New research about the way in which water droplets behave, carried out by engineers at Northwestern University in Illinois, could help to optimise several environmental processes, including collecting fog from the atmosphere for drinking water.
The image may look like a festive, holiday-inspired necklace, but it’s actually colourful water droplets clinging to a wire. Because the wire is engineered to attract water, the droplets glide along the line, eventually merging into one another.
When the water-attracting wire is inclined, the droplets zip along the line. When two water droplets slide into one another and coalesce, the larger droplet’s speed is up to 270 per cent faster.
According to Kyoo-Chul Kenneth Park, an assistant professor of mechanical engineering in Northwestern’s McCormick School of Engineering, the insights that he and his team have gained into coalescence-induced propulsion of droplets on extremely hydrophilic wires will enable them to optimise the ability to harvest fog from the atmosphere.
As water scarcity becomes an increasing problem around the world, fog harvesters have emerged as an inexpensive and accessible way to collect drinkable water. However, they are inefficient, with water droplets often escaping through the mesh harvesting sheets. Park’s work could lead to new, more efficient designs for harvesters that outperform currently available meshes.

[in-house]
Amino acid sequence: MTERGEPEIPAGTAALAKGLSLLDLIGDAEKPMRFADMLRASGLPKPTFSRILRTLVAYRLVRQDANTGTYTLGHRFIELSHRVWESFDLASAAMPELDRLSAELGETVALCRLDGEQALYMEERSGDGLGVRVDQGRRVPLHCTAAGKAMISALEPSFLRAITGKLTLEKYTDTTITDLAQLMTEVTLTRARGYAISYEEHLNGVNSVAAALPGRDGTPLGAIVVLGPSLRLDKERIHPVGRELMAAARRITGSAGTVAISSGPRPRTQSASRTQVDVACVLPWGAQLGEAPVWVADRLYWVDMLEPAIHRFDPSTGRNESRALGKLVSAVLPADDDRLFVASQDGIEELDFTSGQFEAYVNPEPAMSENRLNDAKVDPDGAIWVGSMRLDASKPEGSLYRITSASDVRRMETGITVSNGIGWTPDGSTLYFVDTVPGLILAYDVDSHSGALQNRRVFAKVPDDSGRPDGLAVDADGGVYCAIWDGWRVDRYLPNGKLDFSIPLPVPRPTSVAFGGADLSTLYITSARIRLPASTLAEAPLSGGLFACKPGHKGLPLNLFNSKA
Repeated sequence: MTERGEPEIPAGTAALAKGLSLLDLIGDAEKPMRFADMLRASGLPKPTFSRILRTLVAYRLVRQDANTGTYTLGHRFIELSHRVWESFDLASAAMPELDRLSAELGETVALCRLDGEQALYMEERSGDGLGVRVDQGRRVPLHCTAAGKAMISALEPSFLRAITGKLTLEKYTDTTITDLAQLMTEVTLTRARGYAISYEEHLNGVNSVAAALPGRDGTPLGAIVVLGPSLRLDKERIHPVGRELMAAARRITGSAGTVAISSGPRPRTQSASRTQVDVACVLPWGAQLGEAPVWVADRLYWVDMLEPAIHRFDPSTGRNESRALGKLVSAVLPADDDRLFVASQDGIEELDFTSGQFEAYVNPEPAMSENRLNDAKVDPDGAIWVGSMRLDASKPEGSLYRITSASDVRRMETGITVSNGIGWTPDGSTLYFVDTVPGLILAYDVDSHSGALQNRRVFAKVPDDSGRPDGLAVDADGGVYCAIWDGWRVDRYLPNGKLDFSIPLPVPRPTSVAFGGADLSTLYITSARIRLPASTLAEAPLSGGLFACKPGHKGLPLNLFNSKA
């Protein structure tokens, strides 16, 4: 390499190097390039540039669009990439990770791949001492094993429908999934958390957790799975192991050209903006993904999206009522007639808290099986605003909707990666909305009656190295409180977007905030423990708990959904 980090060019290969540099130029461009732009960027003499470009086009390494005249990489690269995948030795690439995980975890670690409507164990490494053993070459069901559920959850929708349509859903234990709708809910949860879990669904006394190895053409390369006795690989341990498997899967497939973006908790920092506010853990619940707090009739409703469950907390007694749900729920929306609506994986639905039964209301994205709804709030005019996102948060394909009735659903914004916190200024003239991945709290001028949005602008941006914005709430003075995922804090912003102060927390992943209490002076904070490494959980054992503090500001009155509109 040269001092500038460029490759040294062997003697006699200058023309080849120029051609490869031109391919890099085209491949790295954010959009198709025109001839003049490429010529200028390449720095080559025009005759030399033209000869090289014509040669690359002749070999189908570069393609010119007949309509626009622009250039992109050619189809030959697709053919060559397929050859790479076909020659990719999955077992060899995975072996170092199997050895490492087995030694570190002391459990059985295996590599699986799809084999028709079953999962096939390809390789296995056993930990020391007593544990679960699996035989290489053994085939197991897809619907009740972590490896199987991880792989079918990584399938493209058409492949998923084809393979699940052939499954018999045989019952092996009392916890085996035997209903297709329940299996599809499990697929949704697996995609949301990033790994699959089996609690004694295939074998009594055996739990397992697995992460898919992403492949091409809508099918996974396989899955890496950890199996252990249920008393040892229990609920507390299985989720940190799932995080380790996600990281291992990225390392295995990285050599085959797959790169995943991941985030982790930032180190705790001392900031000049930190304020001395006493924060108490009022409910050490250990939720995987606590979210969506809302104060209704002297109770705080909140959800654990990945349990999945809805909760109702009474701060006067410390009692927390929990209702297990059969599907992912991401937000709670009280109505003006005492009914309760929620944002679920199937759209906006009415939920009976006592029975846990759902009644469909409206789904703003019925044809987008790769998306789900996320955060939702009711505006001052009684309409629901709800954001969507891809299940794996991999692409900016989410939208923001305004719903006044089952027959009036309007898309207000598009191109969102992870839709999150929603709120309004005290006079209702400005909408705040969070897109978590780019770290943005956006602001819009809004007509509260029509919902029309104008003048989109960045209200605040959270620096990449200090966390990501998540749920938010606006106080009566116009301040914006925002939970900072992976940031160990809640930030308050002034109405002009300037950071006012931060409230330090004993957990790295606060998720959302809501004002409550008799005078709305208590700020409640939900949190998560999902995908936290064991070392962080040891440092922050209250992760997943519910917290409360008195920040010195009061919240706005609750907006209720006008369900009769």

The findings also have implications for mist elimination, oil/water separation, microplastics remediation and even biomedical filters.
‘The new phenomenon and mechanism about the sudden increase of droplet speed along a super-hydrophilic wire will benefit various fields,’ Park said. ‘This includes biomedical research requiring a fast transport of liquid, such as masks and filters, to protect people from airborne microplastics and droplets containing viruses.’
The research has been published in Applied Physics Letters.